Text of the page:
The optimization problem for the Markowitz portfolio is given below. The model may be formulated with an objective function of either maximizing an expected return or minimizing risk, i.e., a variance of thea portfolio, subject to the corresponding constraints. In this paper, we adopted maximizing the expected return of the portfolio instead of minimizing its risk. The first constraint in the model specifies the allowable maximum amount of risk, and the second one confirms that the total amount of an investment capital can not be greater than what investors hold on hand. If there is a remaining portion of the capital, it is assumed to be invested in a government bond yielding a riskfree rate of return of r as discussed in the GMV model. Lastly, the third one says that no borrowing and short sales are allowed for each stock as in the GMV model.
$\begin{array}{l}\text{Maximize\hspace{1em}}{\displaystyle \sum}_{j=1}^{N}{r}_{j}{f}_{j}+r\left(1{\displaystyle {\sum}_{j=1}^{N}{f}_{j}}\right)\hfill \\ Subject\text{\hspace{0.17em}}to\text{\hspace{1em}}\begin{array}{c}{\displaystyle \sum}_{j=1}^{N}{\displaystyle {\sum}_{j=1}^{N}{f}_{i}{f}_{j}{a}_{i}j=\delta}\\ {\displaystyle {\sum}_{j=1}^{N}{f}_{j}\le 1}\end{array}\hfill \\ \text{\hspace{1em}}\hfill \\ \text{\hspace{1em}}0\le {f}_{i}\le 1,\text{\hspace{0.17em}for\hspace{0.17em}}i=1,\text{\hspace{0.17em}}2,\text{\hspace{0.17em}}\cdots ,\text{\hspace{0.17em}}N\hfill \end{array}$
where

N : a number of the stocks in the portfolio

f_{i} : a fraction of an investment capital allocated to stock i

r : a riskfree rate of return on oneyear government bond

σ_{ij} : a covariance of the returns between stock i and j

δ : a maximum allowable amount of risk
Table 5 and Table 6 present the results of the two portfolio optimization models. An interesting finding in the case study is that although we initially considered 200 stocks, two models selected only 3 and 5 stocks out of them, which is so different from our expectation. Comparing the expected returns of the two models, we can then see that the GMV model gives investors the higher expected value of two ones by 0.0690% per week, while the former provides them with the greater risk by 0.0921% per week. However, the optimal solution of the GMV model displays the less diversified number of the stocks than that of the AMV model by 2 stocks in this particular illustrative example. This observation was not mathematically proved here, but a number of researchers such as Thorp (1997), Rotando and Thorp (1992), and Laureti et al. (2010) have shown that the observation is true.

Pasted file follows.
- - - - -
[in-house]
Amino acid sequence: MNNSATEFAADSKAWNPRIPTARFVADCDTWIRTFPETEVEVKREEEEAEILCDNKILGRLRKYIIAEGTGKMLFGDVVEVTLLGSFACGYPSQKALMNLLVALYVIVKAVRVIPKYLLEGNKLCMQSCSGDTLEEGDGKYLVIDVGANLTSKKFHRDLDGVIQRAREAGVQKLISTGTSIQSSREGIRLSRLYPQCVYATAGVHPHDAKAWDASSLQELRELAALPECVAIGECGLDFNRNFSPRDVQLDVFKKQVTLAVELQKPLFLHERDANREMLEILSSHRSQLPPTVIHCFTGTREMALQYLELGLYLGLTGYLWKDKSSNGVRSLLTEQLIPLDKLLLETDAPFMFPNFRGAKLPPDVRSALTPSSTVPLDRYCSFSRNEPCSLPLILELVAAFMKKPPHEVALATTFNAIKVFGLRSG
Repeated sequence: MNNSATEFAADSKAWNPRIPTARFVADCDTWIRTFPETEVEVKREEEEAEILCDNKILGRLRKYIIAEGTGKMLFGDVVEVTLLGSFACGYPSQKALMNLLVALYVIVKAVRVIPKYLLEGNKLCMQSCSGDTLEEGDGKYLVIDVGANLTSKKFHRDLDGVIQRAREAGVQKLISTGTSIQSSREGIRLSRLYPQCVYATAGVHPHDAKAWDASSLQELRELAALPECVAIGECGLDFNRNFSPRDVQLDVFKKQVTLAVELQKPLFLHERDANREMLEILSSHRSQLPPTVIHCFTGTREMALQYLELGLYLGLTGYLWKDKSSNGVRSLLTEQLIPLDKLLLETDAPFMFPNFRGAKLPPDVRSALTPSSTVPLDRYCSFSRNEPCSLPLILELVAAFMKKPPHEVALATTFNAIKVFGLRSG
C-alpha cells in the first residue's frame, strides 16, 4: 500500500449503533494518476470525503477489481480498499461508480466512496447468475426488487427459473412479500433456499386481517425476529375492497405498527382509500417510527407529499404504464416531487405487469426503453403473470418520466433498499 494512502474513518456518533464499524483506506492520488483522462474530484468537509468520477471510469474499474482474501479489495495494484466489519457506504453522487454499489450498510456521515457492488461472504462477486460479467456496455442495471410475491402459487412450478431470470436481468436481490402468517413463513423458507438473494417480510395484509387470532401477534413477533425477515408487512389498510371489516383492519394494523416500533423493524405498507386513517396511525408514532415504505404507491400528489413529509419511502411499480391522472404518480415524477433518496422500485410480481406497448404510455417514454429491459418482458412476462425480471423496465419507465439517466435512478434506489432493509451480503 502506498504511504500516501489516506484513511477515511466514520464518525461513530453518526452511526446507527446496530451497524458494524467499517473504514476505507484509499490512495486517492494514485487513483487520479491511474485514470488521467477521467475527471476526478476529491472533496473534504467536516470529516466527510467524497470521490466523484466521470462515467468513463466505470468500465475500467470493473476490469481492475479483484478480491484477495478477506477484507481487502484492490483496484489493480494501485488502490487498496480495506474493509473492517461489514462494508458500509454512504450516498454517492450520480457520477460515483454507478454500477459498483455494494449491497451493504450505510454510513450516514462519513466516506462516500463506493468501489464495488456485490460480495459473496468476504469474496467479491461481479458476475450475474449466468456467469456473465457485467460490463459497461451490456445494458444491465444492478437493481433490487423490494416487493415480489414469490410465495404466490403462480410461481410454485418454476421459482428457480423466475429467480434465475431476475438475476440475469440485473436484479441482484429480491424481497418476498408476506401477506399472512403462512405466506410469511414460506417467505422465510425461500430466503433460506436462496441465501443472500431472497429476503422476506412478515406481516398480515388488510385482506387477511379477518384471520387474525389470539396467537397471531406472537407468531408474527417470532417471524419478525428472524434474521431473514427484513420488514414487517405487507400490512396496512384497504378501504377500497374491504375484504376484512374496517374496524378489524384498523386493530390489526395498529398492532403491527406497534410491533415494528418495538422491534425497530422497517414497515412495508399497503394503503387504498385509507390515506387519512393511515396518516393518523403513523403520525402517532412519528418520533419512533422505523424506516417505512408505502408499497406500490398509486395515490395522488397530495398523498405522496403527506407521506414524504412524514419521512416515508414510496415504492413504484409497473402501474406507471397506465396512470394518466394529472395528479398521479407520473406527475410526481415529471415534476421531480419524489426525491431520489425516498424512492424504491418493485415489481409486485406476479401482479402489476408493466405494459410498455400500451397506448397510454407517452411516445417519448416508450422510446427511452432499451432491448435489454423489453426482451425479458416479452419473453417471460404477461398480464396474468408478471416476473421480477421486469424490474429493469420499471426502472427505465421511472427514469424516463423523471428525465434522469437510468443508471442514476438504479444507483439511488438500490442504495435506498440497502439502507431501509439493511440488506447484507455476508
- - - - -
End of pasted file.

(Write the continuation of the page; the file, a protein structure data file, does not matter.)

Correspoding to a degree of diversification, Estrada (2010) cites Grauer’s finding (1978) that neither of two models renders highly diversified portfolios. He also reports that the Kelly portfolios are less diversified than the Markowitz portfolios, and the former lends higher expected return and risk than the latter as stated above. According to Hunt (2005a, 2005b), the Kelly model presents the geometric return and risk as twice as the three benchmark portfolios: the equallyweighted portfolio, the minimum variance portfolio, and the portfolio with minimum risk for a targeted return of 15%. Many researchers including Brieman (1961), Estrada (2010), Hakansson (1971), and Thorp (1969) maintain that these are the characteristics of the two models. Therefore, we concluded with much caution that the results of our case study was also consistent with those of the previous researchers’ argument regarding to the Kelly models.
4.CONCLUDING REMARKS
If there exists 100% of probability that an expected rate of return greater than or equal to 0 is obtained, the best investment strategy is to put a full amount of investment capital into investment assets (e.g., stocks) to maximize profit. However, since an investment environment is so uncertain that the full betting investment strategy at once is not valid and efficient. Under such a real investment environment, the practical and effective investment strategy is to divide the investment capital into two parts: one part invested in risky assets and the other one in riskfree assets. The Kelly criterion model is just one of the best investment strategies which accomplish this goal. Poundstone (2006) and Thorp (2008) report such Shannon, Thorp, Ziemba, and Buffet as investors who had accomplished a high rate of return using the investment strategy
We constructed the optimization portfolios with the stocks listed in the KOSPI 200 using the Kelly’s and a Markowitz’s model to empirically see the characteristics of two portfolio models. And it was found that investing in the stocks using the Kelly portfolio model generated much higher rate of return and risk on investment, and less diversified portfolio than a traditional investing strat egies like the Markowitz portfolio model. As a further research, we need to develop more practical, sophisticated, and linearized version of the original nonlinear programming model shown in this paper to derive more useful investment information by analyzing a primaldual relationship of a linear programming model.